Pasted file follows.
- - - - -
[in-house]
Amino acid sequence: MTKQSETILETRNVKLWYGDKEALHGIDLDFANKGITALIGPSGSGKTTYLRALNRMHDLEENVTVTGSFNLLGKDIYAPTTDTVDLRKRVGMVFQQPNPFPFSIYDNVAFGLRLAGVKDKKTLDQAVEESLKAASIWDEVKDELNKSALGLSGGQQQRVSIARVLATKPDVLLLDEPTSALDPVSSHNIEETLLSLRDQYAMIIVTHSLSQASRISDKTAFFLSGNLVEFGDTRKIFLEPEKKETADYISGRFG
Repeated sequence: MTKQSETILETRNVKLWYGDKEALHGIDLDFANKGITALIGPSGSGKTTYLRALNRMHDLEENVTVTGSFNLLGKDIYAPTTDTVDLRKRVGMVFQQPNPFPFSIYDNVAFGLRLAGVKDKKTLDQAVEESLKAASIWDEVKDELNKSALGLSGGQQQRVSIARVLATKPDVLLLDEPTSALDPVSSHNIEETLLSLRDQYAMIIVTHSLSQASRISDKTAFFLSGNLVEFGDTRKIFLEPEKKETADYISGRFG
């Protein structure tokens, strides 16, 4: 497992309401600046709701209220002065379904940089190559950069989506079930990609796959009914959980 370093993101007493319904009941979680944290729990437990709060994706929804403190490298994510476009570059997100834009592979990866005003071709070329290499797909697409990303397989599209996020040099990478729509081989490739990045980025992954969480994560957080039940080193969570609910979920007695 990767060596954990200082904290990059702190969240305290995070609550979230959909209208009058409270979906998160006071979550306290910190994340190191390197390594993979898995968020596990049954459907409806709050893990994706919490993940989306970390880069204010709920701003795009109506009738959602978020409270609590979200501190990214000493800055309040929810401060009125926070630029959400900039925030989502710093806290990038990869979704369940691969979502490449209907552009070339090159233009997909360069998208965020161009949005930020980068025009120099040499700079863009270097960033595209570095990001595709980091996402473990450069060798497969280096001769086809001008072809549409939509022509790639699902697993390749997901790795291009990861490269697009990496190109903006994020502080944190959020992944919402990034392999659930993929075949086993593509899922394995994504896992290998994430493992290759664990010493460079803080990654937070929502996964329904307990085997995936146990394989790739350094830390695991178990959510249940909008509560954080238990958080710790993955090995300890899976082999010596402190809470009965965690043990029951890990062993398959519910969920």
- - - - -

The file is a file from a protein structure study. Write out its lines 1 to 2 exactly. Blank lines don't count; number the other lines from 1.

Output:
[in-house]
Amino acid sequence: MTKQSETILETRNVKLWYGDKEALHGIDLDFANKGITALIGPSGSGKTTYLRALNRMHDLEENVTVTGSFNLLGKDIYAPTTDTVDLRKRVGMVFQQPNPFPFSIYDNVAFGLRLAGVKDKKTLDQAVEESLKAASIWDEVKDELNKSALGLSGGQQQRVSIARVLATKPDVLLLDEPTSALDPVSSHNIEETLLSLRDQYAMIIVTHSLSQASRISDKTAFFLSGNLVEFGDTRKIFLEPEKKETADYISGRFG